ENGL212 - English Literature: 1800 to the Present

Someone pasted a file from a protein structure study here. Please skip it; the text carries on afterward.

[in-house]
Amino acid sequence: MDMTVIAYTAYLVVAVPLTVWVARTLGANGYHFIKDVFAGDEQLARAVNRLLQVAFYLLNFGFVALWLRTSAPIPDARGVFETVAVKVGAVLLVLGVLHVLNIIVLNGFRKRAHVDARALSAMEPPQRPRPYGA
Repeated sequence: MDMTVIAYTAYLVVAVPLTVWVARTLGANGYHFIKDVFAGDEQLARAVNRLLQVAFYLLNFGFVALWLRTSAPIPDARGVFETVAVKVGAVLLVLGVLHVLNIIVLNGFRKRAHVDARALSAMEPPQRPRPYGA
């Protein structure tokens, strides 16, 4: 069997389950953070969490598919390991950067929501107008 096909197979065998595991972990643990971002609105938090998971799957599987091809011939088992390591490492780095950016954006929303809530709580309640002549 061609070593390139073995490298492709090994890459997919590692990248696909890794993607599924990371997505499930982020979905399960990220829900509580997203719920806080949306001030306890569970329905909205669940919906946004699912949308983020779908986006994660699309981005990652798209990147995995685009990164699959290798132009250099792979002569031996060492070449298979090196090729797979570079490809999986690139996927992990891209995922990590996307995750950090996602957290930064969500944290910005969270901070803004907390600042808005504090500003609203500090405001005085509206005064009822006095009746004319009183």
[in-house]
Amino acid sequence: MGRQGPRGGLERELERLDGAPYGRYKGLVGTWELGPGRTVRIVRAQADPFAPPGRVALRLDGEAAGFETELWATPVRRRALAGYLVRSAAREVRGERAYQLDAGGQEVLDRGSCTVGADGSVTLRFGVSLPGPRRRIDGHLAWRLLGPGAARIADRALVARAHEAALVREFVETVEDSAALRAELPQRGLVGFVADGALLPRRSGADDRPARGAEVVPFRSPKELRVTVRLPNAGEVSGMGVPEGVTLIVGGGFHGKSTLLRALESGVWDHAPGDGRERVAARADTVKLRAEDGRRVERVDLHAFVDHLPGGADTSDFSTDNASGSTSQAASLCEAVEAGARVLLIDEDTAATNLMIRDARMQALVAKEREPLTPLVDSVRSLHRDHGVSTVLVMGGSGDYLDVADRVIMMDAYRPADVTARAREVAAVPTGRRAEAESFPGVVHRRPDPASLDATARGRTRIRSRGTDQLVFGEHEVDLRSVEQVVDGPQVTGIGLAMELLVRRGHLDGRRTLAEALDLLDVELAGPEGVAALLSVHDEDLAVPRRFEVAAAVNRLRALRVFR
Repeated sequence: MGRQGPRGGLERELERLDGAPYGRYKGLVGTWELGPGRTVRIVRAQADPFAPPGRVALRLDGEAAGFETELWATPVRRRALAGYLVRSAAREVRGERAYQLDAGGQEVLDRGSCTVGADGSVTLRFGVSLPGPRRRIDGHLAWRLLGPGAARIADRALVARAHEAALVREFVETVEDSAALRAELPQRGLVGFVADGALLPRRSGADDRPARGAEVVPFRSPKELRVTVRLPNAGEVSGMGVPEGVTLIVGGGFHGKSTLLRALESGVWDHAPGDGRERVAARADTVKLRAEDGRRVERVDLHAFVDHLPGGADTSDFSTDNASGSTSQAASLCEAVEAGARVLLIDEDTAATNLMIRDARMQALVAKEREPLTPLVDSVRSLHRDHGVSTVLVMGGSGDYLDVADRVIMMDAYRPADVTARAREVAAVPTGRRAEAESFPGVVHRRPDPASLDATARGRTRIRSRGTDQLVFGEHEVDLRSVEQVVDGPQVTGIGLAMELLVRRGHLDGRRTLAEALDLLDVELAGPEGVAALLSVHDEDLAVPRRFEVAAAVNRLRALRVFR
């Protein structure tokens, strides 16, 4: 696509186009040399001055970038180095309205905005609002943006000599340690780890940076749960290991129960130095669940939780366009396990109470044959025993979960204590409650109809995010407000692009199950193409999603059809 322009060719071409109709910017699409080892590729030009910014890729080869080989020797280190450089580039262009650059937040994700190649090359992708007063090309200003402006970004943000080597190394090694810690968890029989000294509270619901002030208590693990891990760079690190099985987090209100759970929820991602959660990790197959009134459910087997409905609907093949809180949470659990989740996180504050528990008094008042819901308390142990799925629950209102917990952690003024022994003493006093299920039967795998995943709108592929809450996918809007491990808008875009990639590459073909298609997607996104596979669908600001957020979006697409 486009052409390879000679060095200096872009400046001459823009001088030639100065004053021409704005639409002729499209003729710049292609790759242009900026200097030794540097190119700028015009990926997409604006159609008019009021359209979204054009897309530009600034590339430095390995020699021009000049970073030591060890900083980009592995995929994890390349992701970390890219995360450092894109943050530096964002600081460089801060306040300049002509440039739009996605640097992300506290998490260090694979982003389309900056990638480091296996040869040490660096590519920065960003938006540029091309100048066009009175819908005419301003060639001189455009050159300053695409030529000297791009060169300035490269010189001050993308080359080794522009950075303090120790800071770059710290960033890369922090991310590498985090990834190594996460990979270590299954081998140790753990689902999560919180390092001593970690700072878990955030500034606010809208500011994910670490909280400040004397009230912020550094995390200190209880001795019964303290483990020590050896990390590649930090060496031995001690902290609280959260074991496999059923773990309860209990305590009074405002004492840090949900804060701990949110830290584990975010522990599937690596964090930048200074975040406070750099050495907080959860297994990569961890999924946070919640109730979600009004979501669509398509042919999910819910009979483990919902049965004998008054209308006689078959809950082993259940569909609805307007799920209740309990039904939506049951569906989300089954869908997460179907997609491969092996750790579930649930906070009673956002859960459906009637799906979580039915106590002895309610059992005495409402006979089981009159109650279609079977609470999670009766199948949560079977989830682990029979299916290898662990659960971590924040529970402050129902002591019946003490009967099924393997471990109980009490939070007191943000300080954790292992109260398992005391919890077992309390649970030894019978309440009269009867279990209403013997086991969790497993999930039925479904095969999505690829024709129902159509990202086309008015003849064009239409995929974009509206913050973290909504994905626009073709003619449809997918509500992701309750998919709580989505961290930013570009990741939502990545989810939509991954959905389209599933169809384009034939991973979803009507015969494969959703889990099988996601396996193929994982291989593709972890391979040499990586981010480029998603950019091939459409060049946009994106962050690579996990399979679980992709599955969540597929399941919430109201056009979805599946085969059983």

This survey course will provide you with an overview of the history of “British” literature from 1800 to the present, covering the Romantic, Victorian, Modern, and Postmodern time periods. We will learn terms and techniques of literary analysis, practice attentive close reading of texts, and engage in written and verbal discussions about the literature we read. As the quotes around “British” above indicate, one of the questions we will investigate this semester is what does it mean to be British at a particular time, given the shifts in definitions of citizenship, changes in social structures, and fluctuations of the physical and linguistic borders of the United Kingdom and the British Empire over the last two hundred or so years. By reading texts from a variety of genres, including novels, poetry, plays, essays, and manifestos, we will consider how literature responds to social and economic changes brought about by industrialization and scientific discoveries. We will consider how literature encounters, reflects, and/or interrogates cultural ideas of race, gender, class, and nation. Finally, following shifts in aesthetic values and literary techniques and traditions, we will explore questions concerning the role of the artist in society and the ethics of representation. Authors we will engage include William Blake, Mary Shelley, Elizabeth Barrett Browning, Oscar Wilde, Virginia Woolf, Derek Walcott, and Samuel Beckett. Major assignments include an online reading journal, short papers, and a final exam.